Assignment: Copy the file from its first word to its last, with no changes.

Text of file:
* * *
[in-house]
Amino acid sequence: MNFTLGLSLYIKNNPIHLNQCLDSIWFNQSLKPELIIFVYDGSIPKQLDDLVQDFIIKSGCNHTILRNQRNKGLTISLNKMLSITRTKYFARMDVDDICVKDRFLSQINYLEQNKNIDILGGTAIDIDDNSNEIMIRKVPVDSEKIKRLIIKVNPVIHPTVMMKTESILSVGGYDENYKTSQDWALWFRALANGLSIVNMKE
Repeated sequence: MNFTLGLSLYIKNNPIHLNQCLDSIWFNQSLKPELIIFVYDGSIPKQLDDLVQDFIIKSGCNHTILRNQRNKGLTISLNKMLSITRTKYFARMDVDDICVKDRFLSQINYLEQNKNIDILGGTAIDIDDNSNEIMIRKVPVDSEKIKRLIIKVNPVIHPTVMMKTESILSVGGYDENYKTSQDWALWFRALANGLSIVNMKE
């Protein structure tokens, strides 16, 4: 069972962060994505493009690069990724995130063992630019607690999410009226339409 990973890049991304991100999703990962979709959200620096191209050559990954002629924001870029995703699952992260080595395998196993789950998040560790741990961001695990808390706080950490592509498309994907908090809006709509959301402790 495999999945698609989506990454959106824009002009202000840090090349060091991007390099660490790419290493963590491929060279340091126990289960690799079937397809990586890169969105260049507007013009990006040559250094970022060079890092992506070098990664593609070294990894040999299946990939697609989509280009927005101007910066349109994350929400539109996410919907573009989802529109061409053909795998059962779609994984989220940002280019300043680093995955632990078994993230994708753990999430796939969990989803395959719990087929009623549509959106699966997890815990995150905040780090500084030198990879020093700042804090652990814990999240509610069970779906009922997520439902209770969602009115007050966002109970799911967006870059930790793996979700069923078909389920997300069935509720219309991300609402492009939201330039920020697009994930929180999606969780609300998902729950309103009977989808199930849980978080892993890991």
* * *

[in-house]
Amino acid sequence: MNFTLGLSLYIKNNPIHLNQCLDSIWFNQSLKPELIIFVYDGSIPKQLDDLVQDFIIKSGCNHTILRNQRNKGLTISLNKMLSITRTKYFARMDVDDICVKDRFLSQINYLEQNKNIDILGGTAIDIDDNSNEIMIRKVPVDSEKIKRLIIKVNPVIHPTVMMKTESILSVGGYDENYKTSQDWALWFRALANGLSIVNMKE
Repeated sequence: MNFTLGLSLYIKNNPIHLNQCLDSIWFNQSLKPELIIFVYDGSIPKQLDDLVQDFIIKSGCNHTILRNQRNKGLTISLNKMLSITRTKYFARMDVDDICVKDRFLSQINYLEQNKNIDILGGTAIDIDDNSNEIMIRKVPVDSEKIKRLIIKVNPVIHPTVMMKTESILSVGGYDENYKTSQDWALWFRALANGLSIVNMKE
């Protein structure tokens, strides 16, 4: 069972962060994505493009690069990724995130063992630019607690999410009226339409 990973890049991304991100999703990962979709959200620096191209050559990954002629924001870029995703699952992260080595395998196993789950998040560790741990961001695990808390706080950490592509498309994907908090809006709509959301402790 495999999945698609989506990454959106824009002009202000840090090349060091991007390099660490790419290493963590491929060279340091126990289960690799079937397809990586890169969105260049507007013009990006040559250094970022060079890092992506070098990664593609070294990894040999299946990939697609989509280009927005101007910066349109994350929400539109996410919907573009989802529109061409053909795998059962779609994984989220940002280019300043680093995955632990078994993230994708753990999430796939969990989803395959719990087929009623549509959106699966997890815990995150905040780090500084030198990879020093700042804090652990814990999240509610069970779906009922997520439902209770969602009115007050966002109970799911967006870059930790793996979700069923078909389920997300069935509720219309991300609402492009939201330039920020697009994930929180999606969780609300998902729950309103009977989808199930849980978080892993890991």